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341. Using * wild card in XPath Statements






* wild card matches anything depending upon position in the XPath Statements. 

As we already know that there are two kinds of XPath Statements:
  • Absolute XPath
  • Relative XPath
Lets implement wild card in both kinds of XPaths.

Using * in Absolute XPath

To start with, lets Implement * wild card in Absolute XPath Statements first by following the below steps:

2. In 'Firepath' tab of 'FireBug' options, enter * Absolute XPath Statement into the XPath field and click on 'Eval' Button as shown below:


3. Observe that the entire page got high lighted as shown  below:


4.  In 'Firepath' tab of 'FireBug' options, enter / Absolute XPath Statement into the XPath field and click on 'Eval' Button. Observe that the document node got high lighted as shown below:



5. In 'Firepath' tab of 'FireBug' options, enter /* Absolute XPath Statement into the XPath field and click on 'Eval' Button. Observe that the html node under the document node got high lighted as shown below:



Also observe that the complete page got high lighted as shown below:


6. Now lets high light all the element nodes under the html node by entering the /html/* Absolute XPath statement into the XPath field and click on 'Eval' button as shown below:


7. Now lets high light all the element nodes under the body element node by entering /html/body/* Absolute XPath statement into the XPath field and click on 'Eval' button as shown below:


Also observe that all the paragraph text elements on the page got high lighted a shown below:


8. Now lets high light all the p element nodes by entering /html/body/p[@*] Absolute XPath statement into the XPath field and click on 'Eval' button as shown below:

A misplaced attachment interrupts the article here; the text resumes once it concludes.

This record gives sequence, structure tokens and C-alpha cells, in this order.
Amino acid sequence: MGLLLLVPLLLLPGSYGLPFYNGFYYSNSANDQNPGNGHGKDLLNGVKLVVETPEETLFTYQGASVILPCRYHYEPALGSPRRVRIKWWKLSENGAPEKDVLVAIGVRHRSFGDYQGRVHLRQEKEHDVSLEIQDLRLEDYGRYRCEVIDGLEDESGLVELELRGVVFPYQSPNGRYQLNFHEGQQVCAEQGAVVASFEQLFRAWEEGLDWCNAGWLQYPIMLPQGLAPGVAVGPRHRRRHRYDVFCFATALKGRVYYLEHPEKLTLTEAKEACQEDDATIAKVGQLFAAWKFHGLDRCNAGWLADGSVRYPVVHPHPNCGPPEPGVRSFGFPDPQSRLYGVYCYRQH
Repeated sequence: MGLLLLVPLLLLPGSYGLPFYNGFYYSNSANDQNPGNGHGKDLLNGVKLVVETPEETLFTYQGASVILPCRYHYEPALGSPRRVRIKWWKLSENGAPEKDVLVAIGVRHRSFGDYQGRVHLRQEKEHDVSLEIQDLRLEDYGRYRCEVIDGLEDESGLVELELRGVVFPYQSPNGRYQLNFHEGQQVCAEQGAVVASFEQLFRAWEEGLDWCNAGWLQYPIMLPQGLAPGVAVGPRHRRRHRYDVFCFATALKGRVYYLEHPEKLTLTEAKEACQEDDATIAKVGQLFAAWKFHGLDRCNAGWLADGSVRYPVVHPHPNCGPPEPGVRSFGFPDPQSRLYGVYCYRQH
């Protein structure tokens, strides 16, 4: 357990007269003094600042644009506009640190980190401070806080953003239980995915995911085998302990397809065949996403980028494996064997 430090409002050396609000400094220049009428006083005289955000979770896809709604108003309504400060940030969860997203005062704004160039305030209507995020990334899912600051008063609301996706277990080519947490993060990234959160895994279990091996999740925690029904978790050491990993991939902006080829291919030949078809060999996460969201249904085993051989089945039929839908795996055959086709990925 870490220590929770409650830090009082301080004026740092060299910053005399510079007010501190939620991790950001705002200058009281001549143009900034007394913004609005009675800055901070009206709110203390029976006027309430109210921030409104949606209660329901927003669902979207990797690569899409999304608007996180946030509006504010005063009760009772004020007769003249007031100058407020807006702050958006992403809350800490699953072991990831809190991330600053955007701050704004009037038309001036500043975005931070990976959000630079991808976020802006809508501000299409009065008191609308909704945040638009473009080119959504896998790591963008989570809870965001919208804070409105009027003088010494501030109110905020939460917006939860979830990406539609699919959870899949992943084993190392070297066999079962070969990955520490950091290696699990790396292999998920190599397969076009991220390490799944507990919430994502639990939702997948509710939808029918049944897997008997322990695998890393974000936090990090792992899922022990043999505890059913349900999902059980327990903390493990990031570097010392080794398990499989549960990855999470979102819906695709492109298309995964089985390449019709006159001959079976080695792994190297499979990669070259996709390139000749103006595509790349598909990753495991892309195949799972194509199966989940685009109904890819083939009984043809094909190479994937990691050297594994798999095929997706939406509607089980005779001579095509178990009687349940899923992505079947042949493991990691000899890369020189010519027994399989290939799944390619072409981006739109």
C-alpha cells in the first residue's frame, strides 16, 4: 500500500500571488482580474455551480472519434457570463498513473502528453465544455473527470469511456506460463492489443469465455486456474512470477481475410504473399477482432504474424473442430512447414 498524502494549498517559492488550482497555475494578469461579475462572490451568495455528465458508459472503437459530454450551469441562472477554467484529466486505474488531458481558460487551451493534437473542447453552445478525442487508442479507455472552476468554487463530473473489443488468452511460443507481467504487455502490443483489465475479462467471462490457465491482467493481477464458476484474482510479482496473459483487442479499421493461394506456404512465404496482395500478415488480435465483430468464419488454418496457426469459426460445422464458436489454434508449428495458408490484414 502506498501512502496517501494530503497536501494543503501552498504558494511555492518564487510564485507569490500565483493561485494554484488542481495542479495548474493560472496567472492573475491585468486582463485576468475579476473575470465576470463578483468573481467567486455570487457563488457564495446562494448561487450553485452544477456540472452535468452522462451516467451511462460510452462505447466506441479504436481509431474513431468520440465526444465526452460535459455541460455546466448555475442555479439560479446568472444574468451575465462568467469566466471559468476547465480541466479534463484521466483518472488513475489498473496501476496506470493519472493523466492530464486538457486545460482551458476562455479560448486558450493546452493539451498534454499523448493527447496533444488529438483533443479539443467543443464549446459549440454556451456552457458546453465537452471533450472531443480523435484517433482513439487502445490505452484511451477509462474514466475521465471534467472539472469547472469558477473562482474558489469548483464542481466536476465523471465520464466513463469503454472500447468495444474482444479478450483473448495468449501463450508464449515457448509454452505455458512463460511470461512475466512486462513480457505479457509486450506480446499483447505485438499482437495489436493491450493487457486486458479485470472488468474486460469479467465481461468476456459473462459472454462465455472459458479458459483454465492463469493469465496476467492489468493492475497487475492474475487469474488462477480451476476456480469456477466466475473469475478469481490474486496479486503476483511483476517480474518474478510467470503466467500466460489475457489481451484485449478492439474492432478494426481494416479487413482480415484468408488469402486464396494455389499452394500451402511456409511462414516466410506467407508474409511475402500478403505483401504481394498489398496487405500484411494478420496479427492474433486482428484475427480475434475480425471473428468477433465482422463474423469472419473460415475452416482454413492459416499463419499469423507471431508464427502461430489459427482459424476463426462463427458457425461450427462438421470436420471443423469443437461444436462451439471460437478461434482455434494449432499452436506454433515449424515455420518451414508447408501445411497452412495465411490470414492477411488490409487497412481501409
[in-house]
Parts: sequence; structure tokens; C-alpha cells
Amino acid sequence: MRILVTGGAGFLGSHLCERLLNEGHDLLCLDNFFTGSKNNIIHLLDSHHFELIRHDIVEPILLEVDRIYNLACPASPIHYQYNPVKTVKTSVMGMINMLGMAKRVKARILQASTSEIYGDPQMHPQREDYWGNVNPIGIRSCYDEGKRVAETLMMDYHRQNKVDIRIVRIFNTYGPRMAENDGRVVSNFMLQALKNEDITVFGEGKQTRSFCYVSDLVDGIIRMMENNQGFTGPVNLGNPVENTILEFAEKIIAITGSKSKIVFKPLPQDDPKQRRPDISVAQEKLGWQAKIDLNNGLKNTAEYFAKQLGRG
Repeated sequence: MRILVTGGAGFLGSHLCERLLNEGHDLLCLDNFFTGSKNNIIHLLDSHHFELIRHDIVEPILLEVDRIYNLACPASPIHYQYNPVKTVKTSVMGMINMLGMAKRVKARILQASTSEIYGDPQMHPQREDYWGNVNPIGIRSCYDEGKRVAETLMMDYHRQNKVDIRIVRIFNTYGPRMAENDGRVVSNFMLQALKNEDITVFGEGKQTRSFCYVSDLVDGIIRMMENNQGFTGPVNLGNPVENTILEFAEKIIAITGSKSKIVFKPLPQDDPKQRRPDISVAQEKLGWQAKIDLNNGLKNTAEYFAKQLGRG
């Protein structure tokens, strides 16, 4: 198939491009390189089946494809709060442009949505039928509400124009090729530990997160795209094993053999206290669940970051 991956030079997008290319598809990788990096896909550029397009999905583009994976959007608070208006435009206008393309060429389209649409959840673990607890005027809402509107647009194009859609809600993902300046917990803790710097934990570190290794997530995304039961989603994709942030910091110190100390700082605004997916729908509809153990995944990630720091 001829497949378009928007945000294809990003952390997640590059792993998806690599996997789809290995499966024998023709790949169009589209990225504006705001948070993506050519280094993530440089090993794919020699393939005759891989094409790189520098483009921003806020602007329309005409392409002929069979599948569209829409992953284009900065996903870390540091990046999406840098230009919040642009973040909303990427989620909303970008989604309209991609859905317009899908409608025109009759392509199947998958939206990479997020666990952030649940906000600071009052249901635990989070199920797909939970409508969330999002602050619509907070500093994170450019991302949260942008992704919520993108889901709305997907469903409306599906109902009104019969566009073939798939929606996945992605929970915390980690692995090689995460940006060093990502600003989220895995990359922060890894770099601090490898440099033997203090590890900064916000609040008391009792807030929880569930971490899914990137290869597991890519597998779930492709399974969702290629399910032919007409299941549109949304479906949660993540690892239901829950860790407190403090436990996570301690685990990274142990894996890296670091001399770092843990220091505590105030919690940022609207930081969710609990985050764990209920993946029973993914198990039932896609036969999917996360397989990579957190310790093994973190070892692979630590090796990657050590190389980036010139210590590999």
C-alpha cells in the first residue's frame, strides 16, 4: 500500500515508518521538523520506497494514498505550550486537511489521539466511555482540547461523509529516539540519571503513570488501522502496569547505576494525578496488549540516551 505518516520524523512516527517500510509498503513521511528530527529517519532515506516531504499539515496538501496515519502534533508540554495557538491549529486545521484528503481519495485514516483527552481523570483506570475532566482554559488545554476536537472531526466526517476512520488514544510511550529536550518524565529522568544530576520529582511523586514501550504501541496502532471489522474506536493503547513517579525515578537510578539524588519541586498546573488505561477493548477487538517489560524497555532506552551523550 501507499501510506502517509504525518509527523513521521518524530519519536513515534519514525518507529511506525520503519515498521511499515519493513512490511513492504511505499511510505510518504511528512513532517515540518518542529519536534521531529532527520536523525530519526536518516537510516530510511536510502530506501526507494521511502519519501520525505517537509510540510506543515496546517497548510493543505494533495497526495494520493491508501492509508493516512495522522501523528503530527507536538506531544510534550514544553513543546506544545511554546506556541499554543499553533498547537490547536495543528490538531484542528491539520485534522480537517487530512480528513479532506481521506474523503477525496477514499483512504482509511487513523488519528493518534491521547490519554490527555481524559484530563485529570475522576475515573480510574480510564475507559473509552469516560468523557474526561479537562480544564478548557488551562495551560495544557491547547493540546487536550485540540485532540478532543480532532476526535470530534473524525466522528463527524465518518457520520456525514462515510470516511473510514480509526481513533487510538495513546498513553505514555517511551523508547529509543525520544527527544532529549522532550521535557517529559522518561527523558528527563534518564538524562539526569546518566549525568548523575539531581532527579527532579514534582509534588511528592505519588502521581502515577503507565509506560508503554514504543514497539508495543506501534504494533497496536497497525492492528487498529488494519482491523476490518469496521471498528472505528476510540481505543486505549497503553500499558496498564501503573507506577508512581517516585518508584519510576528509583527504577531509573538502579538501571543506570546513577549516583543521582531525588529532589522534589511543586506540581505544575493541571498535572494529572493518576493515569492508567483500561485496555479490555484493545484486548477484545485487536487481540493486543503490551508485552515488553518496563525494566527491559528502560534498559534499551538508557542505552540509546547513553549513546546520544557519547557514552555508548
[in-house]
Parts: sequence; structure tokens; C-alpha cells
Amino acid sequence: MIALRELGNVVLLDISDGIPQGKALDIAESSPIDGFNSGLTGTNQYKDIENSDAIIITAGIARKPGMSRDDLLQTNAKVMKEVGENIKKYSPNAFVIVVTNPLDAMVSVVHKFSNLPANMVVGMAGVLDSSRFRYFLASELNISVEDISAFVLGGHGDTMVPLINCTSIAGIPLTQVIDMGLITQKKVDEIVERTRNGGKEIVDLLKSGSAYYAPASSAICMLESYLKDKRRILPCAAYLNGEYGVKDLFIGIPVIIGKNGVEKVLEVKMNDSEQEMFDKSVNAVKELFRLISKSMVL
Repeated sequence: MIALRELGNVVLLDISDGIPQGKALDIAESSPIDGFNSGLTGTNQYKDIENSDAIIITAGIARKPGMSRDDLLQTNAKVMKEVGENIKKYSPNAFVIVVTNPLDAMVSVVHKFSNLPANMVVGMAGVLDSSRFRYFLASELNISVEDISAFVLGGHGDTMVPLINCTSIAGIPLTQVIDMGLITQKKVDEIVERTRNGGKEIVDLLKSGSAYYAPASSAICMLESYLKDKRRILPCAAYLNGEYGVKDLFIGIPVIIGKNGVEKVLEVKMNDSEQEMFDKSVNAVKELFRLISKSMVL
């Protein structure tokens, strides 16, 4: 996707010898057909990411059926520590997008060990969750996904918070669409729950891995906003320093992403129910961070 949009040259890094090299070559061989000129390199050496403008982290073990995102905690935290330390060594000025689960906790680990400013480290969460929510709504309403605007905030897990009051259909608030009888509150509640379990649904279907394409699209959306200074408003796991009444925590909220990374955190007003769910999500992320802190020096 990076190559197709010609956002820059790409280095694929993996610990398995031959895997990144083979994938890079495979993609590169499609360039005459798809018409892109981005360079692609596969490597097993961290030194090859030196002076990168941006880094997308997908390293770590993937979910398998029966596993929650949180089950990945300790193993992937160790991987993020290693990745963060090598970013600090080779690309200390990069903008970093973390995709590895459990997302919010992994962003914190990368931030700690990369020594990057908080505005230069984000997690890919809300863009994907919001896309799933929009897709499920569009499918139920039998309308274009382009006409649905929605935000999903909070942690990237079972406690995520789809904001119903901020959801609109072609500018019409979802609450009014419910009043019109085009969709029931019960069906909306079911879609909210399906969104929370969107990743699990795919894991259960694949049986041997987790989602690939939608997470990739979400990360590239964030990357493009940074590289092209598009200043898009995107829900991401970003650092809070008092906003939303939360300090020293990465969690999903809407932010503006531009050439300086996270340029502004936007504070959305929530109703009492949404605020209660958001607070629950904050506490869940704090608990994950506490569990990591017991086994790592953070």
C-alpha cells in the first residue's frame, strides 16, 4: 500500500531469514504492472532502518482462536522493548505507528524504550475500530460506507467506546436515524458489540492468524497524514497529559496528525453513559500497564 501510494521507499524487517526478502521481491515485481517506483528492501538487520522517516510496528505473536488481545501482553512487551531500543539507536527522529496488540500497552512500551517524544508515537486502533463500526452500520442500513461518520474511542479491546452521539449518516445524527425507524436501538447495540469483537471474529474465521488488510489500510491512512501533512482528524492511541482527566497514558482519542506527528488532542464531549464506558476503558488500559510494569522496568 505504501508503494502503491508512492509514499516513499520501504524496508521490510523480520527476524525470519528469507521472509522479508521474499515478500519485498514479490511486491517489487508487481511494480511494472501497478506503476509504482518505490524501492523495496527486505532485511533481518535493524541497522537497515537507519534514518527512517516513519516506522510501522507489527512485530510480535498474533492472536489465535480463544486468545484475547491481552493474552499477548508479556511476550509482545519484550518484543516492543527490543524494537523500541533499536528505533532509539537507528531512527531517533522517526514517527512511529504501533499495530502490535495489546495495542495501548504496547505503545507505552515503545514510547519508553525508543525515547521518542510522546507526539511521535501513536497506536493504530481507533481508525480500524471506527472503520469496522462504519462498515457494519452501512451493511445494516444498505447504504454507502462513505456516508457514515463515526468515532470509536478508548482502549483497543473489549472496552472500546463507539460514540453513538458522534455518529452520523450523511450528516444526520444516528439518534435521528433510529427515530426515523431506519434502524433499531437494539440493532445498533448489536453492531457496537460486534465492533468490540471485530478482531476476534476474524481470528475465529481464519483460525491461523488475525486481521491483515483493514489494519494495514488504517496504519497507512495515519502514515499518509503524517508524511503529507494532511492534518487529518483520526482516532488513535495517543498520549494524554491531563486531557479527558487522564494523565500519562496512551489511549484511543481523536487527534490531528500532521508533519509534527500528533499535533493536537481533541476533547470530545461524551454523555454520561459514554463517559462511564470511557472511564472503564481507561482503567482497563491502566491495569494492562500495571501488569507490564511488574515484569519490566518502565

9. Now lets high light all the p element nodes that contain the attribute value as 'main'  by entering /html/body/p[@*='main']  Absolute XPath statement into the XPath field and click on 'Eval' button as shown below:


Using * in Relative Xpath

Lets Implement * wild card in Relative XPath Statements first by following the below steps:

2. In 'Firepath' tab of 'FireBug' options, enter //* Relative XPath Statement into the XPath field and click on 'Eval' Button. Observe that all the child and grand child nodes under the 'document' node got high lighted as shown below:


3. Now lets identify all the child nodes under the document node containing the id attribute by entering //*[@id] Relative XPath Statement into the XPath field and click on 'Eval' Button. Observe that all the nodes under the 'document' node containing id attribute got high lighted as shown below:


4. Now lets locate all the child nodes under the head element node by entering //head/* Relative XPath Statement into the XPath field and click on 'Eval' Button. Observe that all the element nodes under the 'head' node  got high lighted as shown below:


5. Now lets locate all the child nodes under the body element node by entering //body/* Relative XPath Statement into the XPath field and click on 'Eval' Button. Observe that all the element nodes under the 'body' node  got high lighted as shown below:


This is how we have to use the * wild card in absolute and relative XPath statements.





Please comment below to feedback or ask questions.

Using   |   to combine XPath Statements will be explained in the next post.




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